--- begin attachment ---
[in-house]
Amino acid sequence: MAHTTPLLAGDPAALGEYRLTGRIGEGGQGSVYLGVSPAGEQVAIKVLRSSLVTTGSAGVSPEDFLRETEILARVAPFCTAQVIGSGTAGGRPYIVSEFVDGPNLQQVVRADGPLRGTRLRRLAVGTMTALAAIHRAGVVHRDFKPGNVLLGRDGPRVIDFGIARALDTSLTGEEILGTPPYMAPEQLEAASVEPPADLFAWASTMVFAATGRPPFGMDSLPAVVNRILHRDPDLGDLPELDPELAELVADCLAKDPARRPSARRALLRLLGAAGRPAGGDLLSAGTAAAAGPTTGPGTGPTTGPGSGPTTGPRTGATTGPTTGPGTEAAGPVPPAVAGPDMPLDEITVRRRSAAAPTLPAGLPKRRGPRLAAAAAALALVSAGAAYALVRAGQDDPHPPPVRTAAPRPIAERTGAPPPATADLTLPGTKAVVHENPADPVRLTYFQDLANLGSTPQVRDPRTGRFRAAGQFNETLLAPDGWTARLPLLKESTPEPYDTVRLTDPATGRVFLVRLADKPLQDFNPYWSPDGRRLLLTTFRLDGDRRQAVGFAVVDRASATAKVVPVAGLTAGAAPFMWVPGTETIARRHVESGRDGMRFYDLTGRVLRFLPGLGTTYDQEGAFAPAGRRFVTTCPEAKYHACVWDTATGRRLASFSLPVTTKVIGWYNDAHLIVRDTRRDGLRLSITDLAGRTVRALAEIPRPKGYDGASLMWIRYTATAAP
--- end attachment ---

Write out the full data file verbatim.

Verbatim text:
[in-house]
Amino acid sequence: MAHTTPLLAGDPAALGEYRLTGRIGEGGQGSVYLGVSPAGEQVAIKVLRSSLVTTGSAGVSPEDFLRETEILARVAPFCTAQVIGSGTAGGRPYIVSEFVDGPNLQQVVRADGPLRGTRLRRLAVGTMTALAAIHRAGVVHRDFKPGNVLLGRDGPRVIDFGIARALDTSLTGEEILGTPPYMAPEQLEAASVEPPADLFAWASTMVFAATGRPPFGMDSLPAVVNRILHRDPDLGDLPELDPELAELVADCLAKDPARRPSARRALLRLLGAAGRPAGGDLLSAGTAAAAGPTTGPGTGPTTGPGSGPTTGPRTGATTGPTTGPGTEAAGPVPPAVAGPDMPLDEITVRRRSAAAPTLPAGLPKRRGPRLAAAAAALALVSAGAAYALVRAGQDDPHPPPVRTAAPRPIAERTGAPPPATADLTLPGTKAVVHENPADPVRLTYFQDLANLGSTPQVRDPRTGRFRAAGQFNETLLAPDGWTARLPLLKESTPEPYDTVRLTDPATGRVFLVRLADKPLQDFNPYWSPDGRRLLLTTFRLDGDRRQAVGFAVVDRASATAKVVPVAGLTAGAAPFMWVPGTETIARRHVESGRDGMRFYDLTGRVLRFLPGLGTTYDQEGAFAPAGRRFVTTCPEAKYHACVWDTATGRRLASFSLPVTTKVIGWYNDAHLIVRDTRRDGLRLSITDLAGRTVRALAEIPRPKGYDGASLMWIRYTATAAP